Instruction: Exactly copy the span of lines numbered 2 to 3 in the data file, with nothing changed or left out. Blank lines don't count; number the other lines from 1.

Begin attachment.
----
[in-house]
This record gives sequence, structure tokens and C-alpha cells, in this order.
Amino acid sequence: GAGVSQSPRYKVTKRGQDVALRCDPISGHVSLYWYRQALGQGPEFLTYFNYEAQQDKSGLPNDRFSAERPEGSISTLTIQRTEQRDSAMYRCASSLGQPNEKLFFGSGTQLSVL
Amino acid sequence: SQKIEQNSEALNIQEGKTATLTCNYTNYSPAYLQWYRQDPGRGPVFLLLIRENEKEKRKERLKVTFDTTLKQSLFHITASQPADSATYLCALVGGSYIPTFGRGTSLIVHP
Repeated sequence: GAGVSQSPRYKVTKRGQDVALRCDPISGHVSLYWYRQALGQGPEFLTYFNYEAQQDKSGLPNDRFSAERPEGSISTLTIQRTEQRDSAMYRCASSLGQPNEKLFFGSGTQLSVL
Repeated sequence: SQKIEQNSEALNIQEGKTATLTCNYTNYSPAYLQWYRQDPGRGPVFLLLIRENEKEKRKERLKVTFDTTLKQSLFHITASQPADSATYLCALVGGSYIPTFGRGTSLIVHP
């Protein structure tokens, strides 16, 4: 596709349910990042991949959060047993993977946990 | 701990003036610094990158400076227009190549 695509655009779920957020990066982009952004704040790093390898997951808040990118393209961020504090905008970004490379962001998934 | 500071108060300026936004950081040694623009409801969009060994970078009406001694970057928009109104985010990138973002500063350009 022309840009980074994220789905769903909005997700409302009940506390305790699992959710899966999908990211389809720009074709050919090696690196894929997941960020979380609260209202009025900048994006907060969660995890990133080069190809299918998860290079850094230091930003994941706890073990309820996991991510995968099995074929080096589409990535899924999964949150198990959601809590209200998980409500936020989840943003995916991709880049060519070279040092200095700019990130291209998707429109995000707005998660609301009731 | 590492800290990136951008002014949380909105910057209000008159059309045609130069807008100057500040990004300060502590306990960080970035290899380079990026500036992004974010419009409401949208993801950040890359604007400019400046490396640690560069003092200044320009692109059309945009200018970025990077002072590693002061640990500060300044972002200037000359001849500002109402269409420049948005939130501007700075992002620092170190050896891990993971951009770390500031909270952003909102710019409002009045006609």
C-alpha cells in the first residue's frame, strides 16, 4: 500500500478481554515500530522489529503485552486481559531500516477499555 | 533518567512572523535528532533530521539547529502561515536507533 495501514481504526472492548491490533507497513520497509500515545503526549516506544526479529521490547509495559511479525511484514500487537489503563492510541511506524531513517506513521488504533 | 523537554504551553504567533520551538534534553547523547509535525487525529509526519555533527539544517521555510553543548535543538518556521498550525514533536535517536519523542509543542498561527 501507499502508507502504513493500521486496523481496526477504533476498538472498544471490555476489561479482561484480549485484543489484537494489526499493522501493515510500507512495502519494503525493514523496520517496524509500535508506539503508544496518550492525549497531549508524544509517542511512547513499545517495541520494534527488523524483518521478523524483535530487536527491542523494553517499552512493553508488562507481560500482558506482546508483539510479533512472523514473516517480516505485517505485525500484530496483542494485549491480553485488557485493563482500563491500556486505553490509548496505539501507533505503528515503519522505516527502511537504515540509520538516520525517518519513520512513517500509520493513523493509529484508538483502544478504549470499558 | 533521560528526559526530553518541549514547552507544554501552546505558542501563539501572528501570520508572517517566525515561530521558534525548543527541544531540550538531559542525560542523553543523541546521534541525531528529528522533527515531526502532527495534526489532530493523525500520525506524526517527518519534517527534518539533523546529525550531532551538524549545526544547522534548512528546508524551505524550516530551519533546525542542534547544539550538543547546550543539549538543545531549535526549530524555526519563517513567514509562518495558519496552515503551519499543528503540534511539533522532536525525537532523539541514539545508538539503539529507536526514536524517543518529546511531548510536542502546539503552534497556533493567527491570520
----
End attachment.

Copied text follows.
This record gives sequence, structure tokens and C-alpha cells, in this order.
Amino acid sequence: GAGVSQSPRYKVTKRGQDVALRCDPISGHVSLYWYRQALGQGPEFLTYFNYEAQQDKSGLPNDRFSAERPEGSISTLTIQRTEQRDSAMYRCASSLGQPNEKLFFGSGTQLSVL